Foods that promote good eye health: what are they and how do they help?

A lot is talked about these days about eating well for your heart, reducing cholesterol, losing weight, avoiding diabetes and the rest. But not so much is mentioned about a diet that includes foods that promote good eye health. Why is that? Surely the eyes are important! We want to avoid if possible glaucoma, cataracts and macular degeneration that are becoming more and more common among the elderly. Well, I think the best way to do this is to ensure we are taking on enough eye boosting nutrients. Fortunately, those foods that are good for the rest of the body are good for the eyes as well.

Healthy Eating helps your eyes

It appears widely accepted that the super foods where the eyes are concerned are those containing lutein, zeaxanthin and meso-zeaxanthin. The vegetables containing the most of these compounds (except for meso-zeaxanthin) are spinach and kale. Meso-zeaxanthin is not usually found in plants although can be found in some fish and in particular, from their skins. These compounds are found in the macula of the eye (the area in the retina that is responsible for providing sharpness of vision) and these caratenoids (pigments) provide protection against disease and damage caused by, among other things, ultra violet light. The body does not produce lutein and zeaxanthin naturally. So you need to get them from your food. It is thought that the body though can produce meso-zeaxanthin from lutein. Another source of lutein is eggs.

Your colorful fruit and vegetables (carrots, tomatoes, bell peppers, corn and strawberries for example) are the eyes’ friend too. They are rich in caratenoids as well as Vitamin A and C. Check out this great post on ohmylens.com for the top 17 most beneficial super foods to maintain good eyesight.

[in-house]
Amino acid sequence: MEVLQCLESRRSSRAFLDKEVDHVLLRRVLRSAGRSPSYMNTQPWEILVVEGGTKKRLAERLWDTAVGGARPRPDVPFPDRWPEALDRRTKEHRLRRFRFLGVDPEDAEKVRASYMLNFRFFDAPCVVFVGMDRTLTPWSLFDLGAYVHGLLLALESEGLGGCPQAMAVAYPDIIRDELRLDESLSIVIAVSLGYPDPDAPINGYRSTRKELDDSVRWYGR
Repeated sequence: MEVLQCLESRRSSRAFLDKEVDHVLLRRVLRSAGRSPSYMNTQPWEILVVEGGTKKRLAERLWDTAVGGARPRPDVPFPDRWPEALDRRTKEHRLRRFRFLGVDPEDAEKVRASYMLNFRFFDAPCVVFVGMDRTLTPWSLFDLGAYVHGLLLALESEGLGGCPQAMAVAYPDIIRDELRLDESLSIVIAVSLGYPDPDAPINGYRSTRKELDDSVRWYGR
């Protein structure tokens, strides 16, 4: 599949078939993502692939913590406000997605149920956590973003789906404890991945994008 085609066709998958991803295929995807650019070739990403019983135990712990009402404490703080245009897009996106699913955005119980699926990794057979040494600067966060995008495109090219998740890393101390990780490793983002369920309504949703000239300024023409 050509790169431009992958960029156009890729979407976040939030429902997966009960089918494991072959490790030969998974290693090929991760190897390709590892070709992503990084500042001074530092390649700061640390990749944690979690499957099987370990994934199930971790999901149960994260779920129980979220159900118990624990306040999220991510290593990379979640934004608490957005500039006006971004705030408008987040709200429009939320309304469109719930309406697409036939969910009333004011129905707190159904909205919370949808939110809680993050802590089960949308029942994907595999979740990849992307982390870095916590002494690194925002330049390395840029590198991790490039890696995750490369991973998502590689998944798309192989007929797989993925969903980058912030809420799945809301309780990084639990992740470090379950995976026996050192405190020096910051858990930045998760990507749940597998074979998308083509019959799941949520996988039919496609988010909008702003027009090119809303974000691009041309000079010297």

Outback Protocol: is there any truth in this?

This is a website that has caught my attention recently offering to restore 20/20 vision just by combining into a smoothie super foods for the eye. The founder of this site has determined that short sightedness has come about by the deterioration of the macula. He went to the outback in Australia and an Aborigine told him the secret of his super sight. It all comes down to what he (and his fellow Aborigines) eat. On his return to the US, he works with an eye specialist to create smoothies that contain high concentrations of the nutrients found in the foods that the Aborigines were eating. His wife, who was suffering with blurred vision at the time, then sees miraculous results in a short period of time after drinking these smoothies daily. He was dismissive of eye exercises and said the only way to restore 20/20 vision was by the recipes they were offering (for a price). However, what I found interesting was when they went over what was contained in the pack you would receive after purchasing the product, it included eye exercises! So I am not really convinced. I am not saying the smoothies would not be beneficial but I think without eye exercises (or more accurately new eye habits) it would have limited effect.